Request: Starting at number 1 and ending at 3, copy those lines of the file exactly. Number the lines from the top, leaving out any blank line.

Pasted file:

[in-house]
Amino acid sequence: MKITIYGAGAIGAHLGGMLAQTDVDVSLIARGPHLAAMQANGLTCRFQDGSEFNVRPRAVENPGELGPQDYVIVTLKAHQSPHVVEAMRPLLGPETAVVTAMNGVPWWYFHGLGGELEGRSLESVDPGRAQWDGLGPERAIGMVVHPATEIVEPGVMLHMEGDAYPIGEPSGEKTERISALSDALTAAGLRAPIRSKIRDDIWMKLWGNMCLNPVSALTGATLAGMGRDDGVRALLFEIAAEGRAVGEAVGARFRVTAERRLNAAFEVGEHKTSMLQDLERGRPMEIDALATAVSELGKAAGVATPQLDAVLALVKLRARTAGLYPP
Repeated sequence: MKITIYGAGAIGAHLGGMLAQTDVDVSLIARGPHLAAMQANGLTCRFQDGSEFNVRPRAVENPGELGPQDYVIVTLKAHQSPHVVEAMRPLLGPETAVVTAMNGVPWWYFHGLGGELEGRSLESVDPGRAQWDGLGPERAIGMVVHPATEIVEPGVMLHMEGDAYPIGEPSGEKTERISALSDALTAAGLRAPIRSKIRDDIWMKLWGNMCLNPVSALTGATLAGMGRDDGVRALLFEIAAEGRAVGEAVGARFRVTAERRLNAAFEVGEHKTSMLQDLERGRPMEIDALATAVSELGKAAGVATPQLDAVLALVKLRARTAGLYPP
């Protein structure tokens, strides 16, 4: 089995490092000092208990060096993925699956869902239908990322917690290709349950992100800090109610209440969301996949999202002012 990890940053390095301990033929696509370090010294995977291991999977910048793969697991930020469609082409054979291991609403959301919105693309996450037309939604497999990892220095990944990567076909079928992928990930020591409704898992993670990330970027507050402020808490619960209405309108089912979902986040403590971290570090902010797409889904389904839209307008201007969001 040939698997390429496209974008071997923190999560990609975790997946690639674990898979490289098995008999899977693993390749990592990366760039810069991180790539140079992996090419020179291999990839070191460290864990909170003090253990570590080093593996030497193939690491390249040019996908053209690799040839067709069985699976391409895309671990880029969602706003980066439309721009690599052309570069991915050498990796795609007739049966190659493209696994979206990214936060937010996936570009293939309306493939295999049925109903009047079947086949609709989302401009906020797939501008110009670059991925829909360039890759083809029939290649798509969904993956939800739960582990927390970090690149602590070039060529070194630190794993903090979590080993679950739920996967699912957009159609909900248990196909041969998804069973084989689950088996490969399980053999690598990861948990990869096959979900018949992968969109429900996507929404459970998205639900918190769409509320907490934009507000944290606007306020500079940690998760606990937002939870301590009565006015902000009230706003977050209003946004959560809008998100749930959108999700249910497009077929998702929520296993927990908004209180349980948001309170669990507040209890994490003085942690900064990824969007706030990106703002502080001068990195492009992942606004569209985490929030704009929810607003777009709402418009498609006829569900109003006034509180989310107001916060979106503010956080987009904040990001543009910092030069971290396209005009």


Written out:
[in-house]
Amino acid sequence: MKITIYGAGAIGAHLGGMLAQTDVDVSLIARGPHLAAMQANGLTCRFQDGSEFNVRPRAVENPGELGPQDYVIVTLKAHQSPHVVEAMRPLLGPETAVVTAMNGVPWWYFHGLGGELEGRSLESVDPGRAQWDGLGPERAIGMVVHPATEIVEPGVMLHMEGDAYPIGEPSGEKTERISALSDALTAAGLRAPIRSKIRDDIWMKLWGNMCLNPVSALTGATLAGMGRDDGVRALLFEIAAEGRAVGEAVGARFRVTAERRLNAAFEVGEHKTSMLQDLERGRPMEIDALATAVSELGKAAGVATPQLDAVLALVKLRARTAGLYPP
Repeated sequence: MKITIYGAGAIGAHLGGMLAQTDVDVSLIARGPHLAAMQANGLTCRFQDGSEFNVRPRAVENPGELGPQDYVIVTLKAHQSPHVVEAMRPLLGPETAVVTAMNGVPWWYFHGLGGELEGRSLESVDPGRAQWDGLGPERAIGMVVHPATEIVEPGVMLHMEGDAYPIGEPSGEKTERISALSDALTAAGLRAPIRSKIRDDIWMKLWGNMCLNPVSALTGATLAGMGRDDGVRALLFEIAAEGRAVGEAVGARFRVTAERRLNAAFEVGEHKTSMLQDLERGRPMEIDALATAVSELGKAAGVATPQLDAVLALVKLRARTAGLYPP